Well the devil rides a cubist horse
The devil he's got angles
But God is an expressionist
He's got the devil strangled……
When Pablo Picasso died I was working the lumber camp bars of Prince George, British Columbia. We had a rock and roll cover band called "Fathead" (when we worked country bars we were known as "The Mule Train." Skid Row's Finest Band!) I played piano for "Fathead" and we sang Rolling Stones and Kinks songs whilst the off duty lumberjacks tried to kill each other. I recall one guy knocking out another guy and then, when the ambulance was taking the poor bastard away, the protagonist who'd kicked him chased the sirens down the street, on foot, and opened the back door of the ambulance and climbed in and started clobbering the guy again. Just another winter's evening in a mill town. Rage and rock n roll. Catharsis. Boredom. Oblivion.
So, the night Picasso died the news came over the TV in the funky little broken down motel where we were living. At the very moment when Picasso's face flashed across the screen, five drunken Indian gals in the next room began to howl and keen and cry. For Picasso, I guess. Oh, the wonders of the primitive universe! There was must have been a deep, mystical link between what and who Picasso was and these drunken Native women in a frozen lumber town. (Picasso once said: "My mother wanted me to study medicine and become a famous surgeon. But I studied art and became Picasso!")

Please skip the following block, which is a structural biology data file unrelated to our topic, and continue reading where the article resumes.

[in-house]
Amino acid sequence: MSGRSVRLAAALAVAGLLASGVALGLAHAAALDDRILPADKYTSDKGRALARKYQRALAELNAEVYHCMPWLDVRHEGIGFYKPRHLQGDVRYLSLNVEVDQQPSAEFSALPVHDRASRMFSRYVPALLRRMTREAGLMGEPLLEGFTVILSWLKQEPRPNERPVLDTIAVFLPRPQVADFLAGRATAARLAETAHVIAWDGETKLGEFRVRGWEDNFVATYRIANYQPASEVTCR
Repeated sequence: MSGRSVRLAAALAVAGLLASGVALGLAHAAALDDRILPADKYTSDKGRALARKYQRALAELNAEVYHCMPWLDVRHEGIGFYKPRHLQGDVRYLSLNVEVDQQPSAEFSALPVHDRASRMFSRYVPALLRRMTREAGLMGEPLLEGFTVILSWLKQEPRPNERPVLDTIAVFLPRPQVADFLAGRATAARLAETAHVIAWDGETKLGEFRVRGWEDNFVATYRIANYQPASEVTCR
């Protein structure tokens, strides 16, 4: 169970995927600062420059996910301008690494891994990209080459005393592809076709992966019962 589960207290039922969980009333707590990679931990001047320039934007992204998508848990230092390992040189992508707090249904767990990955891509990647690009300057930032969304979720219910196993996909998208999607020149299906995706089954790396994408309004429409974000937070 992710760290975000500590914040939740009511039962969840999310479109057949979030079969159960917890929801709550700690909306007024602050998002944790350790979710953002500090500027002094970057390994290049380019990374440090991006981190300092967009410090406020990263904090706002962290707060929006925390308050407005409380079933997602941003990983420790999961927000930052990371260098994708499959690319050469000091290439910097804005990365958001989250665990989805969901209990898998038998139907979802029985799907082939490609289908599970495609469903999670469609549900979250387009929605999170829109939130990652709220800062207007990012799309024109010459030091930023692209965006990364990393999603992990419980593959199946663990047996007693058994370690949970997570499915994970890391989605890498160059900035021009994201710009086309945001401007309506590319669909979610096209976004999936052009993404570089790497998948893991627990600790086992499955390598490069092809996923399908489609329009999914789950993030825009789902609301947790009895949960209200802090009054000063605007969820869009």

From Prince George we traveled to Prince Rupert, as the violence and drinking escalated. A desk clerk in a fleabag hotel in "Apache Pass" shoved a gun barrel against my face one night and slurred: "How you like it now, white boy? How's your blue-eyed boy now, Mr. Death?" Later I realized he was quoting E.E. Cummings.
Cummings? Picasso? Well that's the way it was. I was amused and interested in these little violent, character-building vignettes, because I had been educated as a Criminologist. Got my Masters degree, but never told anyone in the music biz. But in those honkytonks and skid row hotels I was experiencing the real subject matter - up close and very personal, without having to hang out with the boring and soulless academic tribe. And so, dear reader, the song "Criminology" carries on where "East of Woodstock, West of Viet Nam" was headed….basically cataloguing the many times I've had a gun pointed at me with mal intent or bad love. Oh, there were a few other instances….but time and rhyme got the best of me. I've done my criminology homework in the backstreet hotel rooms and skid row bars…pursuing Dylan Thomas' Adventures in the Skin Trade. Your reporter, signing off,from the outskirts of Juarez. The final frontier.
(This is song blog #4 in a row of 12 off the coming album: "Blood and Candle Smoke")